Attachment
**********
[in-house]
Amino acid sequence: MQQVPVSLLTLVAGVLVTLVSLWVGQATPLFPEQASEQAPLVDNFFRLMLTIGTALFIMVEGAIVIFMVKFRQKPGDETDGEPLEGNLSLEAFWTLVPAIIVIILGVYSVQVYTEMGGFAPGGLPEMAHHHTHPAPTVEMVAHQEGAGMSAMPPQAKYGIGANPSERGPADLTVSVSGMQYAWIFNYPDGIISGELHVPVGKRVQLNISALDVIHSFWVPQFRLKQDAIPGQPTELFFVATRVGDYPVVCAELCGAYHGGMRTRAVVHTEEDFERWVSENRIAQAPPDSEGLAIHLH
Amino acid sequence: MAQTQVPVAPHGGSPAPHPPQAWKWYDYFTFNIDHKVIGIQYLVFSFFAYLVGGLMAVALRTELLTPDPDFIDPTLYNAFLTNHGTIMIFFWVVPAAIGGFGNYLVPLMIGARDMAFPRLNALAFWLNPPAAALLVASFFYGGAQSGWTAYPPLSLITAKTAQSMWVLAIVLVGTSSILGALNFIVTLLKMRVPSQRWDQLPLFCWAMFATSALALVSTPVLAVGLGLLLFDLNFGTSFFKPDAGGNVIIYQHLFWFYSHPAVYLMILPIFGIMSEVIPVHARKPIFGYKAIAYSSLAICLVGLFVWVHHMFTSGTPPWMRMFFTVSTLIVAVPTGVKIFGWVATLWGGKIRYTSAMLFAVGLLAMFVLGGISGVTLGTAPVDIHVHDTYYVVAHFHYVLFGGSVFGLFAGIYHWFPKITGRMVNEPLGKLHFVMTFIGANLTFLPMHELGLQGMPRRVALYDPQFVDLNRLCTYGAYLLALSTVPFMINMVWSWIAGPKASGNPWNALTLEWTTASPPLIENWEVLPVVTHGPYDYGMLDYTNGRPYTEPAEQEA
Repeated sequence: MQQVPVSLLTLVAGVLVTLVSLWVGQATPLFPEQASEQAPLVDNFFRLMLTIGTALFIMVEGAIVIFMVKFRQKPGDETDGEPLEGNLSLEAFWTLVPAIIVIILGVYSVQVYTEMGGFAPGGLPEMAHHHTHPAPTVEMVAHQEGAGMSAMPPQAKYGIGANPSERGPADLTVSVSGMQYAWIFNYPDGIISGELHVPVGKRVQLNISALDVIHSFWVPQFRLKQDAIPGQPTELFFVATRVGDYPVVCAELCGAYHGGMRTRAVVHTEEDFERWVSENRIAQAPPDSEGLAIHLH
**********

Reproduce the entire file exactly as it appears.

[in-house]
Amino acid sequence: MQQVPVSLLTLVAGVLVTLVSLWVGQATPLFPEQASEQAPLVDNFFRLMLTIGTALFIMVEGAIVIFMVKFRQKPGDETDGEPLEGNLSLEAFWTLVPAIIVIILGVYSVQVYTEMGGFAPGGLPEMAHHHTHPAPTVEMVAHQEGAGMSAMPPQAKYGIGANPSERGPADLTVSVSGMQYAWIFNYPDGIISGELHVPVGKRVQLNISALDVIHSFWVPQFRLKQDAIPGQPTELFFVATRVGDYPVVCAELCGAYHGGMRTRAVVHTEEDFERWVSENRIAQAPPDSEGLAIHLH
Amino acid sequence: MAQTQVPVAPHGGSPAPHPPQAWKWYDYFTFNIDHKVIGIQYLVFSFFAYLVGGLMAVALRTELLTPDPDFIDPTLYNAFLTNHGTIMIFFWVVPAAIGGFGNYLVPLMIGARDMAFPRLNALAFWLNPPAAALLVASFFYGGAQSGWTAYPPLSLITAKTAQSMWVLAIVLVGTSSILGALNFIVTLLKMRVPSQRWDQLPLFCWAMFATSALALVSTPVLAVGLGLLLFDLNFGTSFFKPDAGGNVIIYQHLFWFYSHPAVYLMILPIFGIMSEVIPVHARKPIFGYKAIAYSSLAICLVGLFVWVHHMFTSGTPPWMRMFFTVSTLIVAVPTGVKIFGWVATLWGGKIRYTSAMLFAVGLLAMFVLGGISGVTLGTAPVDIHVHDTYYVVAHFHYVLFGGSVFGLFAGIYHWFPKITGRMVNEPLGKLHFVMTFIGANLTFLPMHELGLQGMPRRVALYDPQFVDLNRLCTYGAYLLALSTVPFMINMVWSWIAGPKASGNPWNALTLEWTTASPPLIENWEVLPVVTHGPYDYGMLDYTNGRPYTEPAEQEA
Repeated sequence: MQQVPVSLLTLVAGVLVTLVSLWVGQATPLFPEQASEQAPLVDNFFRLMLTIGTALFIMVEGAIVIFMVKFRQKPGDETDGEPLEGNLSLEAFWTLVPAIIVIILGVYSVQVYTEMGGFAPGGLPEMAHHHTHPAPTVEMVAHQEGAGMSAMPPQAKYGIGANPSERGPADLTVSVSGMQYAWIFNYPDGIISGELHVPVGKRVQLNISALDVIHSFWVPQFRLKQDAIPGQPTELFFVATRVGDYPVVCAELCGAYHGGMRTRAVVHTEEDFERWVSENRIAQAPPDSEGLAIHLH